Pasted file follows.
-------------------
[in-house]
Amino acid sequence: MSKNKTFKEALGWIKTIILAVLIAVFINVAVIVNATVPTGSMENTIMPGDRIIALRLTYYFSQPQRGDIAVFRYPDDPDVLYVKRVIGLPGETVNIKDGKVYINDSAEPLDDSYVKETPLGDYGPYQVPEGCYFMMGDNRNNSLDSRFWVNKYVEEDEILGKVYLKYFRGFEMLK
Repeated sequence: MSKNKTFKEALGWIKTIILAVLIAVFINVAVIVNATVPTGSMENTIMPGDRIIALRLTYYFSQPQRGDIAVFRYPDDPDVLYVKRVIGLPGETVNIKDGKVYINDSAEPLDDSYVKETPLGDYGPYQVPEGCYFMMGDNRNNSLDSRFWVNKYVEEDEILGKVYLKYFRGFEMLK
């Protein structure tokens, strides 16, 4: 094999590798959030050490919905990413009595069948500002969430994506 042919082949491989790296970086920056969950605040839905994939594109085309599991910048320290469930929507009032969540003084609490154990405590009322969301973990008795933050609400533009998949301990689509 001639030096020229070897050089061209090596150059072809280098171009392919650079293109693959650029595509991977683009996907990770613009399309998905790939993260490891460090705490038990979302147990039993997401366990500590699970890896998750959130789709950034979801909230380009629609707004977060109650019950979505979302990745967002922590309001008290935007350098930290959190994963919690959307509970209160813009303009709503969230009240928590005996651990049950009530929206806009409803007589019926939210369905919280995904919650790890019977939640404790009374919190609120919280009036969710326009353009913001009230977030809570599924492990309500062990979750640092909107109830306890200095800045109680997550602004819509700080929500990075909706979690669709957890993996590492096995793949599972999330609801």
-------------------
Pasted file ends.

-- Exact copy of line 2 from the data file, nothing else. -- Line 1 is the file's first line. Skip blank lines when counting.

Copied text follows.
Amino acid sequence: MSKNKTFKEALGWIKTIILAVLIAVFINVAVIVNATVPTGSMENTIMPGDRIIALRLTYYFSQPQRGDIAVFRYPDDPDVLYVKRVIGLPGETVNIKDGKVYINDSAEPLDDSYVKETPLGDYGPYQVPEGCYFMMGDNRNNSLDSRFWVNKYVEEDEILGKVYLKYFRGFEMLK